Posts Tagged ‘Retirement’

Is Investing in Real Estate for your IRA?

Monday, May 1st, 2017

Real estate is definitely one of the more lucrative, and sought-after investment types. The reason it’s so sought-after is that the possibility of return on real estate investment is higher than other types. Plus it’s familiar, right? The question though is whether or not it’s right for you, and your IRA.

First thing’s first

You first need an IRA that’s held by the custodian and administrator of your choice. The custodian reports to the IRS on deposits, withdrawals, and year-end balances. Custodians hold your real estate IRA funds like a bank, so that your investments are IRS-compliant; because one of the easiest ways to get your IRA disqualified by the IRS is if it’s found to be in violation of IRS rules. So, to avoid that, choose a custodian wisely.

Speaking of rules, here are some more:

  • The IRA owner isn’t allowed to work on the investment themselves. Say you bought a fixer-upper through your IRA, it will need lots of work, right? You’re actually not allowed to do the work yourself, you will need to hire a contractor to take care of that for you.
  • All costs associated with the property must come from your IRA, and any income earned from that same property must also funnel back into your IRA.
  • You cannot live on the property that’s funded by your real estate IRA. It must be used as an investment property only.

Direct benefits and use

To expound upon what we mean by you’re only allowed to use your new property only as an investment property, and not for personal use, is simple. Since the property is legally owned by your IRA, it cannot be used as a vacation home for you or your family. Period. You also cannot use it as a rental home for your family. So no vacations, and no renting to your own family.

It may not be for you

There are a lot of technical and legal loopholes to jump through when you own real estate. It only gets more complicated when it’s an investment property. And even more so when it’s an investment property through your IRA. For those reasons, a seasoned real estate investor will catch on quickly, while a novice will have not only the real estate biz to study but also the real estate IRA world.

By no means is this suppose to discourage anyone from seeking real estate as an investment, you just have to know what you’re getting yourself into. It may be hard work at times, but the promise of rewards makes it worth it.

Don’t Let These IRA Myths Deter Your Savings

Monday, April 24th, 2017

How do myths about Traditional or Roth IRAs get started? Typically, you’ve heard myths from an acquaintance who knows someone who knows someone. That person then tells you that they once had either a bad advisor, or had a bad experience, and there starts a rumor/myth. Let’s move past all of that, and get to the truth of the matter.

I make too much/too little to make contributions

Even if you’re only able to contribute $50 a month to your retirement account, it’s SO much better than nothing. Starting to save in your early 20s means you can set aside less and come away with more once you reach retirement age. Set goals for yourself, and make a decision today that will impact your future.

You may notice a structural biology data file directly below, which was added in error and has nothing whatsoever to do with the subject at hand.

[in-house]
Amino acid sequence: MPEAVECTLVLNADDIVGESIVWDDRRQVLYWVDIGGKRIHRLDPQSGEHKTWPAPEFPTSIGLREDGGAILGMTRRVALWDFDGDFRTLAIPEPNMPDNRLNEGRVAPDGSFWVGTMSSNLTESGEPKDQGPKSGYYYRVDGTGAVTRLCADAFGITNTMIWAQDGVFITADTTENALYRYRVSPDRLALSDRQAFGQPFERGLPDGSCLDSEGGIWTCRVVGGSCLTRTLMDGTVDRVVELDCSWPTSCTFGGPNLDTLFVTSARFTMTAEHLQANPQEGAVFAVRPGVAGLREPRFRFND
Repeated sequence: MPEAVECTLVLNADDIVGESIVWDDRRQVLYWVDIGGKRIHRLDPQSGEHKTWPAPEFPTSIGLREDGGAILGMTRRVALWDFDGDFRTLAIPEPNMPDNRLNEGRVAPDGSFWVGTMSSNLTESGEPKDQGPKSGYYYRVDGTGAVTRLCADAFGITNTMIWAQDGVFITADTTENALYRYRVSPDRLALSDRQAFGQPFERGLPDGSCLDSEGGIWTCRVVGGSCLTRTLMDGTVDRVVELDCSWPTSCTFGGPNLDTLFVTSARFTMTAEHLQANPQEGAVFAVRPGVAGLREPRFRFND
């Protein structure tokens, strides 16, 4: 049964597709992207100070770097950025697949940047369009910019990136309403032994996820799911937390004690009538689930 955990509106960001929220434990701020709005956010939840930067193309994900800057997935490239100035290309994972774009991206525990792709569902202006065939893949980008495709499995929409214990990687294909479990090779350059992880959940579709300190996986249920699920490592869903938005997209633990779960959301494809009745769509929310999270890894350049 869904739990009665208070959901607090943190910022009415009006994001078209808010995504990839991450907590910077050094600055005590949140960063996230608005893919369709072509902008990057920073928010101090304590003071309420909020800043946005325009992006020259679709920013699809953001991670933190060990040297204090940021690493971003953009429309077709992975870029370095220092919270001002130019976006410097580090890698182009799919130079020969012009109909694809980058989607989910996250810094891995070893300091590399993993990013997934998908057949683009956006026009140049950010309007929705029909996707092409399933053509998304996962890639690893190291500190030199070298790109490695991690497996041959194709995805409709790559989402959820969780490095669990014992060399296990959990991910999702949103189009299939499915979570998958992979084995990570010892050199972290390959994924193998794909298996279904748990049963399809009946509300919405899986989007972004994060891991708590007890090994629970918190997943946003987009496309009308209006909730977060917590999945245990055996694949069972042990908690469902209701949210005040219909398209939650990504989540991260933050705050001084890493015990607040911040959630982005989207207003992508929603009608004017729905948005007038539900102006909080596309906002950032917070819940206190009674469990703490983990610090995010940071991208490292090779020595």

It’s true that if you make $196,000, or more if you’re filing jointly (married), you cannot fund a Roth IRA. But you will, however, be able to fund a traditional IRA with no problem. But there’s a caveat that can make the rules more confusing. Your household income, as well as whether you or your spouse have access to a workplace retirement plan, like a 401K, can change eligibility. These factors impact how much of your traditional IRA contribution the IRS will allow you to deduct from your taxes.

All IRAs are the same

With a traditional IRA, the money you contribute into your account is contributed in tax-free. Once you reach retirement, your withdrawals are taxed as ordinary income.

Roth IRAs basically work the opposite way. Your contributions are made with after-tax dollars, but withdrawals can be made tax-free in retirement. The annual contribution limit for both traditional and Roth IRAs in 2017 is $5,500 if you’re under 50, or $6,500 if you’re 50 or older.

However, as stated above, not everyone can open a Roth IRA. If you earn more than $133,000 as a single tax filer this year, or more than $196,000 as a married couple filing jointly, you won’t be eligible to contribute to a Roth.

I’m too young to start saving for retirement

Impossible. The sooner that you start saving for retirement, the more interest you’ll accrue over your lifetime, also referred to as compound interest. Starting retirement savings in your 20s gives you a huge advantage over those who start a decade later. Again, due to compound interest. If you’re able to save just $2,000 a year beginning at age 25, (about $166 a month), you will have saved more than $500,000 by retirement age. If you start saving ten years later in your thirties, you will save less than $250,000 saved. Kind of speaks for itself. Start as early as possible.

Five Changes Coming to the Retirement World in 2016

Monday, January 11th, 2016

2016 changes

It’s still early in 2016, but big changes are coming in the retirement world, as it’s always changing. As you plan for retirement, it’s important to stay on top of specific changes that can affect your self-directed IRA retirement accounts, regular retirement accounts, Social Security and investment vehicles. These changes could impact your saving strategy:

The new myRA is now available

The myRA is a Roth individual retirement account (IRA) that has no fees, and the government guarantees that it will never lose its value. We talked about myRA’s back in September, and weighed the pros and cons. This is pegged as an ideal option for those who are just getting started on their retirement savings because it’s easy to set up contributions.

The saver’s credit threshold increases

People who make slightly more money might have a better chance qualifying for the saver’s credit in 2016. The limit for adjusted gross income (AGI) increased $250 to $30,750 for single filers, and for married couples filing jointly, the AGI limit rose $500 to $61,500.

Obama’s 2016 budget focuses on retirement